“Son, consider it your senior trip.” My young mind was inundated questions as soon as I heard those words for the first time. Had those words really just come out of my father’s mouth? Did he not understand that one’s high school “senior trip” traditionally took place after their senior year, rather then before? And was I stuck in an episode of Boy Meets World? Of all the ways that I imagined spending my senior trip, none of them included being gone over three weeks, spending every night in a different camper cabin, eating Shoney’s five days a week, and covering 6,500 miles…in a car…with my parents. And so it was, that at age 16, during the summer between my sophomore and junior year in high school, my father started planning my “senior trip” over a year in advance, what he called the “trip of a lifetime.”

There’s something enchanting about a road trip. I’m not just talking about any kind of road trip, like an overnight drive to watch your high school alma mater play football. I’m talking about a trip past county  lines, through regions, around mountains, and across borders. It’s something of a rite of passage, at least in America. You’ll find it on many peoples’ bucket lists, whether American or not. The words “great” are often placed in front of the words “American Road Trip” and there was even a reality television show a couple years ago, called The Great American Road Trip. But it’s not just a staple of America. There’s something about this idea of a road trip that runs deeper then a person’s national affiliation.

As captivating as this kind of travel is, there’s something that’s equally repulsive about it. Road trips aren’t exactly most peoples’ idea of travel. How many times have you been sitting around with your friends and someone said, “You know what I’m itching to do? Fill my car up with gasoline, buy a bunch of candy and Cracker Jacks, and drive down the highway to a roadside motel.” Listen, I’m not saying there’s anything wrong with staying at a roadside motel. Hell, I stayed at at Motel 6 just weeks ago. However, the typical elements of a traditional road trip aren’t exactly what people long for from travel experiences. So why the fascination with road trips?

For some people, I think the fascination with road trips is no more then checking something off a list and continuing on. Maybe it’s stopping at every scenic overlook to let the kids out for a view, or maybe even as little as leaning out the window to take a photo of a roadside attraction, such as the world’s biggest dinosaurs in Palm Springs, California. Yet that’s not why I think many people, including myself, have such an affinity for road trips.

D.C. war memorialThere’s something about road trips that you just can’t find with other trips. There’s a mystery and unpredictability to it. Grab your camera, throw some clothes in the backseat, stop by the 7-Eleven for sodas and jelly beans, and then it’s on from there. Spend a week in New York City or at the beach and I can just about tell you what you’re probably going to do with most of your time. There’s not that same predictability to road trips. There’s a sense of mystery, even when an itinerary is planned. It may involve taking a detour as a result of traffic, spending one night in Graceland rather then two, and stopping at a roadside restaurant merely because it’s the first one you’ve seen in 60 miles, or even better, because a couple cute gals in  a convertible pulled in.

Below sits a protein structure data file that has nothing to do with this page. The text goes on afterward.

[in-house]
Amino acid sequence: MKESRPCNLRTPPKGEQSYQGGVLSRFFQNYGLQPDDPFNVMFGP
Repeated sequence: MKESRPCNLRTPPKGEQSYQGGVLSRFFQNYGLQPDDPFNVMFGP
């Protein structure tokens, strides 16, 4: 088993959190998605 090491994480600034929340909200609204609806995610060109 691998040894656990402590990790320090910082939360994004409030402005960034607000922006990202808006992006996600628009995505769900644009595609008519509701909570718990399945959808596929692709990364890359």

For my part, I travel not to go anywhere, but to go. I travel for travel’s sake. The great affair is to move. – Robert Louis Stevenson

In n Out BurgerWhen most of the world thinks about America, they likely think of the major destinations, such as San Francisco, New York City, Los Angeles, and D.C. These cities bring to mind images of iconic landmarks, innovation, industry, and so on. Yet the very fabric of America goes far beyond those things. The heart of America is on backroads, amidst plains, and around mountain bends. They typically aren’t places that your guidebook or map will show you, often coming in the least likely of situations. And this isn’t just a principle of American road trips. I believe it can be true of road trips in many countries around the world. The trip isn’t point A and point B, but rather what happens in between.

It is not down on any map; true places never are. – Herman Melville

A couple weeks ago I visited and cleaned out my childhood home in North Carolina for the last time. Of the handful of items I kept and returned to Seattle with, one of them was a set of photo albums, each that chronicled that three-week, 6,500 mile, 20+ state, senior trip with my parents. Of all the photo albums I had seen from my parents, this wasn’t one of them. There was such detail to each album and photo, with typed-out descriptions for each. As it turns out, my parents were blogging documenting their travels long before I was. And it’s like this was their last gift for me. As if they knew that I would be so enamored by travel and the world I live in, that one day I would look back upon that trip, not just as a memory, but out of an earnest desire to retrace those same backroads, plains, and mountain bends that I did as an adolescent. My father was right; it was a trip of a lifetime, but a trip of a lifetime isn’t one that I just want to take once.

Buy the ticket, take the ride. – Hunter S. Thompson

What is it that you love about road trips?